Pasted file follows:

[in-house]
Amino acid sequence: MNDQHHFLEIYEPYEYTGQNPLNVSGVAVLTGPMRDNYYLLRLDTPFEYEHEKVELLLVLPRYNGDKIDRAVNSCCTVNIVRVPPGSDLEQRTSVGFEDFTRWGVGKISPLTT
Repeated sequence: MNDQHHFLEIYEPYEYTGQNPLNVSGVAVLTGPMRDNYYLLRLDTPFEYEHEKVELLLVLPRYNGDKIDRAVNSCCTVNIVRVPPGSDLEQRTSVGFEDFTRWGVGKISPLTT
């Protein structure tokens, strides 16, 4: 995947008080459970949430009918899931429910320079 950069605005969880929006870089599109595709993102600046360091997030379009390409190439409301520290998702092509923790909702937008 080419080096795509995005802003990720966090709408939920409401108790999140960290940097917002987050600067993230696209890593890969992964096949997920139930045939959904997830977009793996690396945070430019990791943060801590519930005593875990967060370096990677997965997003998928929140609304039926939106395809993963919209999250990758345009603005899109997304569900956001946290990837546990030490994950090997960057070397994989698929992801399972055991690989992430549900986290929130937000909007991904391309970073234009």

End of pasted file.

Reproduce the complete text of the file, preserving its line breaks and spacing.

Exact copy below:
[in-house]
Amino acid sequence: MNDQHHFLEIYEPYEYTGQNPLNVSGVAVLTGPMRDNYYLLRLDTPFEYEHEKVELLLVLPRYNGDKIDRAVNSCCTVNIVRVPPGSDLEQRTSVGFEDFTRWGVGKISPLTT
Repeated sequence: MNDQHHFLEIYEPYEYTGQNPLNVSGVAVLTGPMRDNYYLLRLDTPFEYEHEKVELLLVLPRYNGDKIDRAVNSCCTVNIVRVPPGSDLEQRTSVGFEDFTRWGVGKISPLTT
């Protein structure tokens, strides 16, 4: 995947008080459970949430009918899931429910320079 950069605005969880929006870089599109595709993102600046360091997030379009390409190439409301520290998702092509923790909702937008 080419080096795509995005802003990720966090709408939920409401108790999140960290940097917002987050600067993230696209890593890969992964096949997920139930045939959904997830977009793996690396945070430019990791943060801590519930005593875990967060370096990677997965997003998928929140609304039926939106395809993963919209999250990758345009603005899109997304569900956001946290990837546990030490994950090997960057070397994989698929992801399972055991690989992430549900986290929130937000909007991904391309970073234009």